The next challenge relates to tax. In the States, philanthropists are rewarded with tax breaks when they help out arts organisations (as well as hospitals, schools, charities, general good things that require money to survive). This is a model that I believe we should certainly import but I fear for its success when the tabloid press get wind of the rich getting tax cuts for helping out artists. I do not necessarily think that the public at large would be outraged by such a plan, but the tabloids are pretty adept at whipping everyone into a frenzy over money going to the arts (there's been much written in the right wing tabloids about it already). If we, as a nationwide community of artists, demonstrate how beneficial the arts are to every day life, from television and music, to literature and visual art, then perhaps public support for tax cuts for rich philanthropists would grow. We live in exciting times, when people are taking to the streets to get their voices heard. Who is better at getting across a message than artists? I would suggest no one.
Oddly enough the final major challenge I can see relates to artists themselves. There is an attitude, especially prominent in the South East, that London is not only an artistic hub where the best art can be found. How many artistically-minded Londoners get out of the city to see what is going on beyond the end of the tube network? And how many beyond that network believe that London is the best place for their art, to the detriment of their own area? Having worked with Diy Womp for a significant amount of time I can say that both numbers are unfortunately high. London certainly is rich with artistic and cultural happenings, but get outside of the M25 and there is a lot exciting and valuable art. Norwich has its Writer's Centre, Middlesborough the MIMA, Ebbsfleet its White Horse, and thousands of towns in England have local arts centres. Essentially the point is that the arts extends far beyond London (and Manchester, Birmingham, Glasgow, whathaveyou). It is vital for the continuation of the arts throughout the UK people support their small, provincial organisations before they start to look further afield.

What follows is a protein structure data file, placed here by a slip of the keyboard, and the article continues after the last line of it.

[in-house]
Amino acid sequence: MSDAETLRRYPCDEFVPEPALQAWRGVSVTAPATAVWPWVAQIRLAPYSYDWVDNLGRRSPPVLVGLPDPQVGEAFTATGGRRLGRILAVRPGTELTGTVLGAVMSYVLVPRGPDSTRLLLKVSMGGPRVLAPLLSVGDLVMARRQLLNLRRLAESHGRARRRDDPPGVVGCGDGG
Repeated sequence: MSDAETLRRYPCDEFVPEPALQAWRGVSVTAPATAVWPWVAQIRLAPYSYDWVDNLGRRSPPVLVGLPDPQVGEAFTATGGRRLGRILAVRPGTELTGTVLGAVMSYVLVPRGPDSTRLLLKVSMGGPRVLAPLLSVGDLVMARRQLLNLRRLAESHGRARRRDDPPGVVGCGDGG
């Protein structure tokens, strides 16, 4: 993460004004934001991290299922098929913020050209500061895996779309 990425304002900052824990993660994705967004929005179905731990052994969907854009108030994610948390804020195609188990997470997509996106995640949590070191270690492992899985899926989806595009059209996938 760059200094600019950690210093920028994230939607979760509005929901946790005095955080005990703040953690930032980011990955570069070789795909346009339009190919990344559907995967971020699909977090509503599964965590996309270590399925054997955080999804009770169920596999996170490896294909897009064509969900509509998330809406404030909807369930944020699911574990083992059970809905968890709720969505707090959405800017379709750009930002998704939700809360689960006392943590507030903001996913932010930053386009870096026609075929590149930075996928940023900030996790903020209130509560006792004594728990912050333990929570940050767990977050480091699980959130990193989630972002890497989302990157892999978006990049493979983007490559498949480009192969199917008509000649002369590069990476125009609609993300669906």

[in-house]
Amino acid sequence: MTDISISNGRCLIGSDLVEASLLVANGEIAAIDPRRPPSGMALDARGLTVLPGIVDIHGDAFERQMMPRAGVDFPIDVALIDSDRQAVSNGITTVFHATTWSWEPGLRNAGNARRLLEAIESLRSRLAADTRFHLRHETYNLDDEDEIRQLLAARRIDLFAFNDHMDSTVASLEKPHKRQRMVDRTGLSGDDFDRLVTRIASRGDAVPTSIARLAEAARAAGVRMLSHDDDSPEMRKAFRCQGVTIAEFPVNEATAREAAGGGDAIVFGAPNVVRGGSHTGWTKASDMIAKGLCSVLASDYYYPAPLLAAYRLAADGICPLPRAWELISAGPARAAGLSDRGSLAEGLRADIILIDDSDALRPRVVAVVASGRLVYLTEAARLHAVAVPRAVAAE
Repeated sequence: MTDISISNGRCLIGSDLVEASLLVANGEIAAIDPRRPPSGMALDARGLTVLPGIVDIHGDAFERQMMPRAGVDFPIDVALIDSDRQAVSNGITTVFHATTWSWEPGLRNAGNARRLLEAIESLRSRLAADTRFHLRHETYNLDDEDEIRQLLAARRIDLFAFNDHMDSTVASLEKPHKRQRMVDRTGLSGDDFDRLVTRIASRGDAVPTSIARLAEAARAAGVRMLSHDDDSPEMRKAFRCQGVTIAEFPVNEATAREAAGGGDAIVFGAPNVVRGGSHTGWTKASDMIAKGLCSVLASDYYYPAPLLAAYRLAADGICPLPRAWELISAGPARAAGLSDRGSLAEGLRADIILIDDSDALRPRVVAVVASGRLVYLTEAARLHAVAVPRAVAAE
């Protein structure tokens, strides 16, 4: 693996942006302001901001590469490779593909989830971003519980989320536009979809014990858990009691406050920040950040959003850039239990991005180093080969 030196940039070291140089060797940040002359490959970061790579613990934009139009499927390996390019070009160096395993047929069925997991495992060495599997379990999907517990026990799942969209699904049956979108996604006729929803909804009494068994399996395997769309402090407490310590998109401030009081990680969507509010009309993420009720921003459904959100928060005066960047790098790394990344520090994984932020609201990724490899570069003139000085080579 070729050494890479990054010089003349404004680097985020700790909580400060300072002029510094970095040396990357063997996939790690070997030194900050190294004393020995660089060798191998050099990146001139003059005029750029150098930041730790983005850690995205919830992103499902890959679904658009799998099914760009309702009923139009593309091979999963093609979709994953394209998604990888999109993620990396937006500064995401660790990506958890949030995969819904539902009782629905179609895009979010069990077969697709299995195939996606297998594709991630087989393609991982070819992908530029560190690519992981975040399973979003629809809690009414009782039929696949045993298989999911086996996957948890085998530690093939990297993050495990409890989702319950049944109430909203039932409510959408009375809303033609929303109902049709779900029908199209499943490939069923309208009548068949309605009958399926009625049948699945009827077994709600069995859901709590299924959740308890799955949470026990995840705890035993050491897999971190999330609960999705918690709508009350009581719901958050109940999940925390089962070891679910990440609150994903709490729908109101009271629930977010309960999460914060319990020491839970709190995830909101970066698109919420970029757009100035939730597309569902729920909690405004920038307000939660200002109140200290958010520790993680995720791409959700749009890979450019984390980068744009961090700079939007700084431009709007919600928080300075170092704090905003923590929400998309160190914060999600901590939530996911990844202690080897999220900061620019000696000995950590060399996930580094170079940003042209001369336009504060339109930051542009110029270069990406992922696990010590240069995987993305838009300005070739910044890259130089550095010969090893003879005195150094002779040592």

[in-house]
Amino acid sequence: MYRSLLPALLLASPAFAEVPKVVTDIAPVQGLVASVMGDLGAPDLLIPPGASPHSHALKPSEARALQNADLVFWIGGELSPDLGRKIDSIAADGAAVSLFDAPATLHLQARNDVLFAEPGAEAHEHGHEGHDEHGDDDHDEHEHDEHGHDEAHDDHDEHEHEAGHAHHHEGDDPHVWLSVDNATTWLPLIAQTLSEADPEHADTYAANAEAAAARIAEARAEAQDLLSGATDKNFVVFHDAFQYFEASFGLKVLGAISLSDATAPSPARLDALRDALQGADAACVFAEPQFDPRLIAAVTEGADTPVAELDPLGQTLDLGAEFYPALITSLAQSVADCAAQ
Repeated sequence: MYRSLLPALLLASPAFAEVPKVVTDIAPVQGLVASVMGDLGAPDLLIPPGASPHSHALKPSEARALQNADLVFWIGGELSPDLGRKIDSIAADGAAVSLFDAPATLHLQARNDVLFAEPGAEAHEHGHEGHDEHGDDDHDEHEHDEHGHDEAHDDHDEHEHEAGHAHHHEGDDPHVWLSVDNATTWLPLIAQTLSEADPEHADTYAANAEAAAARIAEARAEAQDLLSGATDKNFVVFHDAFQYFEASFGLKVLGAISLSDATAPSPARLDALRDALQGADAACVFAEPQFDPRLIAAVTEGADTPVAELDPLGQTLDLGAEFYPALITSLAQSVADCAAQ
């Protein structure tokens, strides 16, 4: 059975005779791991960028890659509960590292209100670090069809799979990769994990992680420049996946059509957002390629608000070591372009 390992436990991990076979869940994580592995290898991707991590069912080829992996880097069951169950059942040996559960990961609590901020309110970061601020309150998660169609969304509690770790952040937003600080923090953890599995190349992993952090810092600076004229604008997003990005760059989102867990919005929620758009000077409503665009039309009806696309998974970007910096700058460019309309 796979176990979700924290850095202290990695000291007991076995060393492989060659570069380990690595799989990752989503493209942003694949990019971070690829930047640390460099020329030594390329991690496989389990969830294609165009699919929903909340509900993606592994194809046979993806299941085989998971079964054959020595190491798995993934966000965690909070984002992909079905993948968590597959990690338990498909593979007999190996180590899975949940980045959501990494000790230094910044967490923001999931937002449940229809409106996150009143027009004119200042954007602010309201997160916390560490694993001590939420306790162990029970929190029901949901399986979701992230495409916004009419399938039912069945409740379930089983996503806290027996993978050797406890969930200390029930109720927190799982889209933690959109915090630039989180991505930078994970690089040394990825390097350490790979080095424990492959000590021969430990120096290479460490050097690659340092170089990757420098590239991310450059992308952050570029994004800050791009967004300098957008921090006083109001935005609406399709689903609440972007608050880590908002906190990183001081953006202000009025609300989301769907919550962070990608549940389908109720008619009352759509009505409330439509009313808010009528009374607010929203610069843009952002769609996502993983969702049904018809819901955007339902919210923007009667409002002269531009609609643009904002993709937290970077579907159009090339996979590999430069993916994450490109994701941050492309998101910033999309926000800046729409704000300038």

It is a disappointing fact that the arts budget will be cut, and we stand to lose some organisations whose value will probably only be realised once they are no longer with us. As far as I can see, the best opportunity we have to keep the arts on their feet is to try and encourage a cultural shift away from hoarding and towards philanthropy. Essentially though, it is a question of social responsibility that involves everyone. The rich must realise that as successful people living in Britain it is their responsibility to give something back and help others, and it is our responsibility as lovers of the arts to demonstrate how valuable they are to the entire country. It is easier to be gloomy about these cuts than it is to try and emulate America's philanthropic attitude. But as any artist should know, great art takes hard work.